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IHI Releases Patient Safety Toolkit

Toolkit establishes framework for keeping patients safe


Arundi Venkayya
Curator of EngagingPatients.org

In the journey to keep patients safe, there are many potential stumbling blocks. As recently as 2016, some experts said that foreign objects were left inside patients as many as 39 times a week and wrong procedure/wrong site surgeries happen more than 40 times a week.

Barriers to patient safety include:

  • Failure to attain staff buy-in: Some question the value of checklists that have become prevalent in healthcare while others are suffering “checkbox fatigue” and go through the motions.
  • Individual misconduct and noncompliance: Often healthcare professionals are reluctant to adhere to checklist implementation because they don’t feel involved in the creation process or they believe they disrupt flow, reduce efficiency and have a minimal impact on improvements in care. Pointing to successful safety programs and research can minimize this resistance.
  • Communication failures. Effective communication and teamwork between physicians, nurses and other team members is critical to improving patient safety. Equally important is recognizing that there are opportunities to improve communication and teamwork regardless of how good it is believed to be.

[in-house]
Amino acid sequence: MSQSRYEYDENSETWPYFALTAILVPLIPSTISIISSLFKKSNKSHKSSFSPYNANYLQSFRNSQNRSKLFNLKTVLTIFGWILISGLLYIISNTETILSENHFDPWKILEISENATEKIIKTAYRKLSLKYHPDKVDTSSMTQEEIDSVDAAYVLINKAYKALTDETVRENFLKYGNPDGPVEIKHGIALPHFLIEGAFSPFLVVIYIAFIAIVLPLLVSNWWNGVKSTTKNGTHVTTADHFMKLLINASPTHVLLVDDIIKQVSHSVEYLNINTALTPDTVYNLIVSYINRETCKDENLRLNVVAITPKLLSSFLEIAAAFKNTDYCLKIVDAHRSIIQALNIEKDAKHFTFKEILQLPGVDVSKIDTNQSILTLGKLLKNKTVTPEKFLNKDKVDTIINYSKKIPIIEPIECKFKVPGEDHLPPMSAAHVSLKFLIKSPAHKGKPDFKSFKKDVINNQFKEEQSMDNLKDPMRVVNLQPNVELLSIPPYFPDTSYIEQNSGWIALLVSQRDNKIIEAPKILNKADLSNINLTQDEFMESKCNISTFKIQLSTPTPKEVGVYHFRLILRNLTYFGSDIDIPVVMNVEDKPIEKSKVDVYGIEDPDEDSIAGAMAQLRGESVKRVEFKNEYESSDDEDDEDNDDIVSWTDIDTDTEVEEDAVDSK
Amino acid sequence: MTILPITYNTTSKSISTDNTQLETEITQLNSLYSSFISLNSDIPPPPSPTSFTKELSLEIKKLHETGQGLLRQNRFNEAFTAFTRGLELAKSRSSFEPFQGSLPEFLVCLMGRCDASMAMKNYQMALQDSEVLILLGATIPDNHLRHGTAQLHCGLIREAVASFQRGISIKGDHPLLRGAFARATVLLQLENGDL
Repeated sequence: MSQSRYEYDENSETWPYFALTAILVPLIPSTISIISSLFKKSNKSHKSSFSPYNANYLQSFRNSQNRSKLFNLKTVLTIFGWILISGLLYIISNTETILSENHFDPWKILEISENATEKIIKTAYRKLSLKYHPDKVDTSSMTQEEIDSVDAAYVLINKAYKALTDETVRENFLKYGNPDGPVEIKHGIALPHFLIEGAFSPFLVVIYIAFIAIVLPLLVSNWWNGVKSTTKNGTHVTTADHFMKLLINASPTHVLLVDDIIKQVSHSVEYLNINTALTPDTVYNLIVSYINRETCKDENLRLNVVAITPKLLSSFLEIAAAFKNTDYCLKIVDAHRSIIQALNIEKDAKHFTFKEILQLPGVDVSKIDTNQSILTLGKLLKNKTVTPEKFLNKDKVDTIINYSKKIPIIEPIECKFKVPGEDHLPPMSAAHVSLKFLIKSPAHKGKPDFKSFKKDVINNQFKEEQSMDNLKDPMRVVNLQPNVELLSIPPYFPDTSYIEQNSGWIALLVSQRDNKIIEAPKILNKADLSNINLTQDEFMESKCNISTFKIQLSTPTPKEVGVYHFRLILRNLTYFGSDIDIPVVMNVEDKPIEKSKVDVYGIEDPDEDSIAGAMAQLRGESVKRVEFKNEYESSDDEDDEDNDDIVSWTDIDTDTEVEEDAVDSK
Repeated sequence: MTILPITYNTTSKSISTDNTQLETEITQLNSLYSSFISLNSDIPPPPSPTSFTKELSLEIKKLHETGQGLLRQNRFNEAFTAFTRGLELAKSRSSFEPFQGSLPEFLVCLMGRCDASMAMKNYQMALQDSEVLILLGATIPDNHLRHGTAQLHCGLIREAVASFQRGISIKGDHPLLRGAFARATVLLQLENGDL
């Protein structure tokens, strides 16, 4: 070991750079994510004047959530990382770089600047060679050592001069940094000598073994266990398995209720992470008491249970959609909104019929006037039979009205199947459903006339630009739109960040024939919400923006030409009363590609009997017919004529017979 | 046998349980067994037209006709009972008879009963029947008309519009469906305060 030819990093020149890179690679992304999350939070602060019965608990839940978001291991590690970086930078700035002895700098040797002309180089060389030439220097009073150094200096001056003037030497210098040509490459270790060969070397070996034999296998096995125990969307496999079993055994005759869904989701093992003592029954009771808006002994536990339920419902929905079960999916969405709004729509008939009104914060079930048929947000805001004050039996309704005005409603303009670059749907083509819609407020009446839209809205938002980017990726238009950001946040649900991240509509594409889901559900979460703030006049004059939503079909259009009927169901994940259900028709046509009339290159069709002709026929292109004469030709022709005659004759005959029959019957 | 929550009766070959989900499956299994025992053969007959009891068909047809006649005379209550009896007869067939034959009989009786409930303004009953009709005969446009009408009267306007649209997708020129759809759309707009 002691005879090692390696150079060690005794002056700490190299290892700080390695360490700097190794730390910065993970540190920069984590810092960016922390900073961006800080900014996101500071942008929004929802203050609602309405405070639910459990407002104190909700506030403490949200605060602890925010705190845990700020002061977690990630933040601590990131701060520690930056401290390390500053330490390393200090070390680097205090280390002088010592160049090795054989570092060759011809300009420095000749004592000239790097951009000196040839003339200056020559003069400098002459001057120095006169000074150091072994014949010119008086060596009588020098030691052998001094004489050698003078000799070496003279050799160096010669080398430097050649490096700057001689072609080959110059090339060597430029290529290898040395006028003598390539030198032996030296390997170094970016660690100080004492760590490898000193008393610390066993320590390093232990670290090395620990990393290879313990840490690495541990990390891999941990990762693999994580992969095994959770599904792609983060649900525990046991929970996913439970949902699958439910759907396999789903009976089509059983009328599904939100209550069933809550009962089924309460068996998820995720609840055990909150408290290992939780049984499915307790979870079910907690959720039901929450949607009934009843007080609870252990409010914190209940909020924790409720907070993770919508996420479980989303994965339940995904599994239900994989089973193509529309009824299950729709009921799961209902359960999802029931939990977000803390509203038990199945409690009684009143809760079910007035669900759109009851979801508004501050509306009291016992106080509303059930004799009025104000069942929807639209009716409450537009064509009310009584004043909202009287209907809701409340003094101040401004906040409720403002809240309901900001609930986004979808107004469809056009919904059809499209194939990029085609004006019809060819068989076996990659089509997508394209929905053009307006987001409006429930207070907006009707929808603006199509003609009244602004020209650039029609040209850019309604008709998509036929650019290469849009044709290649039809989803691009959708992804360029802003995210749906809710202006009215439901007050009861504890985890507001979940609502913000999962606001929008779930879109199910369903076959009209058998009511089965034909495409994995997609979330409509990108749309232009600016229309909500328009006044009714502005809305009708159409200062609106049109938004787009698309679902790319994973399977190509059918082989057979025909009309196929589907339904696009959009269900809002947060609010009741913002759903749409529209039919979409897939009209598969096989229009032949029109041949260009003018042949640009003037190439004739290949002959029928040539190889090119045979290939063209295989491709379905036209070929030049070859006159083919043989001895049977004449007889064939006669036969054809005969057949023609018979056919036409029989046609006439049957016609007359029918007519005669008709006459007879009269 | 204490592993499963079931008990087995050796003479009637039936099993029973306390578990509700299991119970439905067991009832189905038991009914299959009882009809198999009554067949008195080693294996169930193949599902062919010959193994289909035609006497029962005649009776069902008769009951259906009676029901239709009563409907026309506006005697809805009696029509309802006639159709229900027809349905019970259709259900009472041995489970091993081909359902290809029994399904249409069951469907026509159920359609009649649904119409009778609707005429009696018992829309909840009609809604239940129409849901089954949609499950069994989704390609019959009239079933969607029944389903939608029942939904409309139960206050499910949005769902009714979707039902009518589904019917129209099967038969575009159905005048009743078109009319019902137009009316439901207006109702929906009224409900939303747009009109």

• Distractions related to technology: EHRs were designed to make healthcare safer and more efficient. However, the work involved in entering data and documentation has become a drain on many providers and is reported to be considered inefficient and create distractions.

Nurses also routinely identify culture and communication issues at the top of the list of barriers. In a survey conducted by GE Healthcare and the American Nurses Association, nurses cited issues with:

  • Receiving follow up or feedback related to patient safety data
  • Concerns about handoff communication
  • Issues with nurse/doctor communication

How to address these patient safety issues?

Experts recommend a multi-tiered approach and that patient safety must be considered a bedrock of good care at all levels of an organization.

To help address these barriers, the Institute for Healthcare Improvement also recently released their Patient Safety Essentials Toolkit. The kit is a bundle of helpful information and resources designed to help healthcare facilities deliver “safe, reliable care every time, for every patient.”

The toolkit was designed and tested by IHI’s patient safety experts and includes documents focused on improving teamwork and communication and helping understand the underlying issues that cause patient safety. The tools have a short description, instructions, examples and a blank template for your use.

The tools include:

  • The SBAR technique (Situation-Background-Assessment-Recommendation) technique, a framework for communication between team members about a patient’s condition.
  • Action Hierarchy which will help teams identify which actions will have the strongest effect for successful and sustained system improvement.
  • A daily huddle agenda

While there is debate about the best way to achieve patient safety, there is no debate about its importance. Patient safety is fundamental and most organizations have opportunities to improve the way they address barriers to it.


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